Some months earlier, Al Coury, newly appointed to his post as president of RSO Records, had announced a worldwide distribution/marketing pact between RSO and Polygram, Inc., the giant German-based multinational record corporation.
The announcement followed several months of negotiations between Stigwood and Polygram on the one hand and Stigwood and Warner Communications, Inc., on the other. It meant that Atlantic Records, a Warner subsidiary, would lose U.S. marketing rights to RSO product – rights it had enjoyed since 1974, when RSO Records had been created as an Atlantic custom label.
After an unsuccessful tryout with Richard Perry, the Bee Gees decided to return to Miami, where they could at least use the same studio and the same engineers they'd had on Main Course. It was a good idea; in fact, one of the engineers, Karl Richardson, and Albhy Galuten ended up as coproducers. The album they produced was Children of the World.
Mardin, meanwhile, was rooting from the sidelines. Says Maurice, "Everybody at Atlantic was telling him, 'They won't do anything without you,' and Arif was saying, 'Don't worry, these guys will do it.' He told us all this on the phone. We were saying, 'Can we send you the tapes to see what you think?' He said, 'Well, I have to hear them some time, but don't tell anybody.' So we sent him the tapes and he sent a note back saying, 'They're fantastic – don't do a thing to them.'"
The Bee Gees' next studio production is not likely to be as traumatic, since the Galuten-Richardson partnership proved so felicitous. Sgt. Pepper should make up for it, however. Stigwood has already fired its first director, Australian-born TV whiz kid Chris Beard, one of the creators of The Gong Show. "Actually, I'm having a spate of that," he says. "The other night I fired the Saturday Night director" – John G. Avildsen, who later won an Oscar for Rocky. "It was a terrible coincidence, too. When I was firing him, the message came through that he'd been nominated for an Academy Award – I had to break off and congratulate him in the middle and then carry on with the foul deed."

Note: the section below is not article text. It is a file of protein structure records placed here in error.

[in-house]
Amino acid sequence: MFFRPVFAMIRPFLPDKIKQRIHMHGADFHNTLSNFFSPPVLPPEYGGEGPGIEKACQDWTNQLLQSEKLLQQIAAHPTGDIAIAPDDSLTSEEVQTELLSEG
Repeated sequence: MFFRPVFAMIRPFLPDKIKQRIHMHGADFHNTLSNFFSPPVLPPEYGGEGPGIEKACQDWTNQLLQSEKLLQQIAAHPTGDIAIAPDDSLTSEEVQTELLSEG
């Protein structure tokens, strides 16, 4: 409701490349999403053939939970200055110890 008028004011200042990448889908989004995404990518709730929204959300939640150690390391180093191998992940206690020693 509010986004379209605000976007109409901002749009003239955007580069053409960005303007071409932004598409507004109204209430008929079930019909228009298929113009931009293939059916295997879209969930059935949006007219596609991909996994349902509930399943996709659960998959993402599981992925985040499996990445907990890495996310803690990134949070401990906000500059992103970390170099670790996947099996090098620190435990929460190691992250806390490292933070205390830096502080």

The problem was the same with both directors: they wanted to make something different from what Stigwood had in mind.
The Sgt. Pepper envisioned by Stigwood and scriptwriter Henry Edwards is a Hollywood musical in the grand tradition, only with Lennon and McCartney where Cole Porter would have been. It's about Billy Shears (Peter Frampton) and his band (the Bee Gees) and their search for the stolen magical instruments which belonged to Shears' grandfather – the legendary Sgt. Pepper, whose Lonely Hearts Club Band established the tradition of instant joy Shears' outfit strives to follow. "It's a fable," says Edwards, "about the redeeming power of music."
Sgt. Pepper is only one of four films Stigwood has slated for production this year, although its $6 million budget commands the biggest bucks. The others are Saturday Night ($3 million), starring John Travolta; Grease ($4 million), number two in Travolta's three-picture deal with Stigwood; and The Geller Effect – not yet budgeted – which will star key-bender Uri Geller in a dual role that's part autobiography, part fiction. This represents a sizable jump in film activity for Stigwood, whose previous productions consist of Jesus Christ Superstar, Tommy, Bugsy Malone and Survive!
"It was a combination of good things coming up," Stigwood explains. But many good things have been coming up for RSO lately, and not just in the film division. RSO Records has been following a "controlled expansion" policy which was not so controlled as to preclude its recent $7 million bid for the Rolling Stones. Major action also seems imminent on the television front, which has been quiet since the failure of Beacon Hill, and Stigwood also holds out the possibility of a leap onto the Broadway stage.
RSO's metamorphosis from rock management concern to multimedia entertainment empire began in 1968, when Stigwood saw Hair on Broadway and decided to produce it in London. What followed was a string of West End stage productions, two of which – Oh! Calcutta! and Jesus Christ Superstar – are still running after more than five years. In the early Seventies, as the fortunes of his two leading rock acts waned, Stigwood purchased a production company, Associated London Scripts – the people who subsequently developed All in the Family and Sanford & Son. (Producer Norman Lear pays RSO episode fees.)
What Stigwood sees ahead is balanced expansion with all sectors interacting – but not expansion beyond the family-company stage.
"Family company" is a term you hear frequently at RSO. At times it seems quite literal: the Bee Gees' father still handles their lights. Everywhere you look an unusual camaraderie is evident. The people who work here share an enthusiasm that is less than a cause but more than just a well-paying job. It seems to be a cult of personality attached to Robert Stigwood himself.